- Devote a significant amount of time seeking a summer job/internship related to your field. Attend job fairs, and search for internships on TartanTrak. Your Career Consultant can assist you with additional resources
- Join several organizations on campus and get involved outside of your academics. You could also assume a leadership role in campus organizations and/or volunteer projects
- Develop relationships with advisors and faculty members. Identify individuals who could serve as references for graduate school or employment
- Schedule a mock interview with a professional recruiter through TartanTRAK and/or with your Career Consultant.
- Explore your options to attend graduate or professional school. The CPDC has many resources to help you make and prepare for this decision
- Planning for medical or law school? Meet with Carnegie Mellon’s medical school and pre-law school advisors about admission processes and testing
- Plan to meet with your Career Consultant to learn about career options related to your major choice
- Attend workshops and programs sponsored by the CPDC
Coordinate Three: Connect and Implement...
At this point in your career planning you will be ready to make another important decision about the direction you will take after graduation, such as: will you go to graduate school, find a job or pursue alternative postgraduation opportunities? As in the other two Coordinates, the direction you choose requires specialized tools and skills to get there.
A very important aspect of Coordinate Three is maintaining the relationship with your Career Consultant. By having worked closely with your Career Consultant over the course of your undergraduate education he or she will know the kinds of positions or graduate programs you are seeking and can help direct you to
The end of your undergraduate academic experience may be a realization of one goal—to get your degree—it is the beginning of a new set of goals to advance your career plan. To prepare for life after graduation, your participation in the TartanGPS system will help you develop the following professional skills necessary to implement your goals:
- A polished resume and the skill to draft employment letters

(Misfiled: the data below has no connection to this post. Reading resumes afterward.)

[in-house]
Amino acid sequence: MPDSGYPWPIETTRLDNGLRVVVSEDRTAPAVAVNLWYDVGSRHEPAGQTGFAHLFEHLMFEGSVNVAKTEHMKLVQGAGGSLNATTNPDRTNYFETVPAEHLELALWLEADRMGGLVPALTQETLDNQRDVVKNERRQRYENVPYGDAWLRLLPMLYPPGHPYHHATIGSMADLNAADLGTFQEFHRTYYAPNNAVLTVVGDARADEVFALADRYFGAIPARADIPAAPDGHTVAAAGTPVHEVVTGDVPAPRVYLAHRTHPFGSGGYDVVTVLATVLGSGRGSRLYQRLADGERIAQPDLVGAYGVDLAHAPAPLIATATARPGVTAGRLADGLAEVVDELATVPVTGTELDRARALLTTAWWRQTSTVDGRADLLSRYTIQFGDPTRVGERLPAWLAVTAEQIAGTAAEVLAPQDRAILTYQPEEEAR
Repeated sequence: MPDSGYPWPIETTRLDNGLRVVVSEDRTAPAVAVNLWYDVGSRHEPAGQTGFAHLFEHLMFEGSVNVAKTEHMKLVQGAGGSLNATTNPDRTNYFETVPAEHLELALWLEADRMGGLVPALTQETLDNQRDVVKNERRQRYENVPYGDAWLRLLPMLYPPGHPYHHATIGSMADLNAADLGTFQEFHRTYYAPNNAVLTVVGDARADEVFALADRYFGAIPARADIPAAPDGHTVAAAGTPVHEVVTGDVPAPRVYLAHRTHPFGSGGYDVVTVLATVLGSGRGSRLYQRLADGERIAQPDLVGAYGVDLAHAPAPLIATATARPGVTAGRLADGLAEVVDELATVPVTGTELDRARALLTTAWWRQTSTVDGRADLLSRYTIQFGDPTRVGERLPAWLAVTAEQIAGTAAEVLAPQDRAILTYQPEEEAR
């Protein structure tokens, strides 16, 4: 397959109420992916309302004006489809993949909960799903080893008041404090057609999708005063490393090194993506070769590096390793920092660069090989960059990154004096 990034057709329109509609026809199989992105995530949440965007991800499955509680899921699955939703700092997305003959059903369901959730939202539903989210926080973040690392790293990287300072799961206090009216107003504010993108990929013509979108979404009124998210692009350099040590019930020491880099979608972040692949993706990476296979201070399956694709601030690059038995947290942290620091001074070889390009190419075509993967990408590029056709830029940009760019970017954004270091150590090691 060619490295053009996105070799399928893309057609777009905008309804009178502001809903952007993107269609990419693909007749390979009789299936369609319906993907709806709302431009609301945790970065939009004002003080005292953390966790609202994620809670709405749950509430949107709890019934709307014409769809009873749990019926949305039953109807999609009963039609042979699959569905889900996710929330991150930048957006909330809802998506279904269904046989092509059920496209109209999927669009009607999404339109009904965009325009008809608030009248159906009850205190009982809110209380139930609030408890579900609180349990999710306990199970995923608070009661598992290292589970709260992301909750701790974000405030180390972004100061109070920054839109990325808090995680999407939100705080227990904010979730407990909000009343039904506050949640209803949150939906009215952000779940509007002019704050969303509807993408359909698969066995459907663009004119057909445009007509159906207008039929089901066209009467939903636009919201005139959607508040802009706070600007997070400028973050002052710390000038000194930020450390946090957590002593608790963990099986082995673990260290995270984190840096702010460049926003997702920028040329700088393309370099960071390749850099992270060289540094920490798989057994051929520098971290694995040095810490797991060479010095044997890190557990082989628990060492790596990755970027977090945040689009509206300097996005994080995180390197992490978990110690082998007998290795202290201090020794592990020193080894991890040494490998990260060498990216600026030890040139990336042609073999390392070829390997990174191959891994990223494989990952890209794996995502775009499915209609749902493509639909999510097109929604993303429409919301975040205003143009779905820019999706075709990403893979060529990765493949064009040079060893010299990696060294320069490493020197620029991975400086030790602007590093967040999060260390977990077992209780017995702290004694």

- Mock interview experience
- A well developed marketing speech (your “elevator pitch”)
- A solid understanding of opportunities in your career field
- Knowledge of how to conduct a job search
- Ability to begin building your professional network
Plan for Graduate School:
- The Career and Professional Development Center and your academic departments have many resources to help you identify programs. Stop by to schedule an appointment with your Career Consultant
- Write your application essays and have them proofread. Complete applications and take the necessary entrance exams
- Request faculty members and employers to serve as references
- Get information about Interfolio, an on-line credential file service for graduate school application materials at the Career and Professional Development Center
- Continue researching graduate school funding sources by visiting the Fellowships and Scholarships Office
- Formulate your job search plan prior to your senior year. Meet with your Career Consultant for guidance with your final job search plan and to gain specific resources for positions of interest. Frequently check TartanTrak to learn about employer information sessions and interview schedules
- Network with parents, friends, alumni i.e. alumni database, ProNet, and others
- Contact employers by participating in on-campus recruiting and job fairs. Review job postings in TartanTrak, the Career and Professional Development Center’s Career Success Guides and the Internet
- Use the many resources available through the CCPD such as the Hoovers database which has access to over four million companies.
Plan for Alternative Post-Graduate Opportunities:
- Meet with your Career Consultant to help you identify alternative options to attending graduate school or finding employment.
- Consider research (university, hospital, clinical site, etc…)
- Consider non-certified or alternative teaching opportunities (Teach for America, National Association for Independent Schools, Carney Sandoe Associates, etc…)
- Consider volunteering (AmeriCorps, Peace Corp, Global Volunteers, BackDoor Jobs, etc…)
- Anything that you can dream of pursuing